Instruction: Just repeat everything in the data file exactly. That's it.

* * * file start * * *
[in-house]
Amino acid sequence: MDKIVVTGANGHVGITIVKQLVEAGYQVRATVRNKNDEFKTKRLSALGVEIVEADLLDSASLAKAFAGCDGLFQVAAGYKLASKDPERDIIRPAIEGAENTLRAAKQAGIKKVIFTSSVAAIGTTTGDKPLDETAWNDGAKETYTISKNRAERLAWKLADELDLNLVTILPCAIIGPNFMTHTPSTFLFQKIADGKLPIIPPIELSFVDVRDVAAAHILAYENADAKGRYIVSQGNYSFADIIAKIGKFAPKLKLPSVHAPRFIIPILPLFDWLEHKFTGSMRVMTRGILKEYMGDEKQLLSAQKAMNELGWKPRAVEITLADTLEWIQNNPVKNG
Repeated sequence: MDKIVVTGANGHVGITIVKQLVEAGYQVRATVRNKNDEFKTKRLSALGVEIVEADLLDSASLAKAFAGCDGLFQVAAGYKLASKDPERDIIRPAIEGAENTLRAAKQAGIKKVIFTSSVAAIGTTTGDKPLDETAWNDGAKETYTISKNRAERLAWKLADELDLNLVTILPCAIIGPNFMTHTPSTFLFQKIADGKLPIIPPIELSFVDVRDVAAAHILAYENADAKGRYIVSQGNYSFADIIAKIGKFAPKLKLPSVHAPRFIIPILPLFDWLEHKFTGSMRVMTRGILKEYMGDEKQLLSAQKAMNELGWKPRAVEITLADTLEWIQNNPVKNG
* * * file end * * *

[in-house]
Amino acid sequence: MDKIVVTGANGHVGITIVKQLVEAGYQVRATVRNKNDEFKTKRLSALGVEIVEADLLDSASLAKAFAGCDGLFQVAAGYKLASKDPERDIIRPAIEGAENTLRAAKQAGIKKVIFTSSVAAIGTTTGDKPLDETAWNDGAKETYTISKNRAERLAWKLADELDLNLVTILPCAIIGPNFMTHTPSTFLFQKIADGKLPIIPPIELSFVDVRDVAAAHILAYENADAKGRYIVSQGNYSFADIIAKIGKFAPKLKLPSVHAPRFIIPILPLFDWLEHKFTGSMRVMTRGILKEYMGDEKQLLSAQKAMNELGWKPRAVEITLADTLEWIQNNPVKNG
Repeated sequence: MDKIVVTGANGHVGITIVKQLVEAGYQVRATVRNKNDEFKTKRLSALGVEIVEADLLDSASLAKAFAGCDGLFQVAAGYKLASKDPERDIIRPAIEGAENTLRAAKQAGIKKVIFTSSVAAIGTTTGDKPLDETAWNDGAKETYTISKNRAERLAWKLADELDLNLVTILPCAIIGPNFMTHTPSTFLFQKIADGKLPIIPPIELSFVDVRDVAAAHILAYENADAKGRYIVSQGNYSFADIIAKIGKFAPKLKLPSVHAPRFIIPILPLFDWLEHKFTGSMRVMTRGILKEYMGDEKQLLSAQKAMNELGWKPRAVEITLADTLEWIQNNPVKNG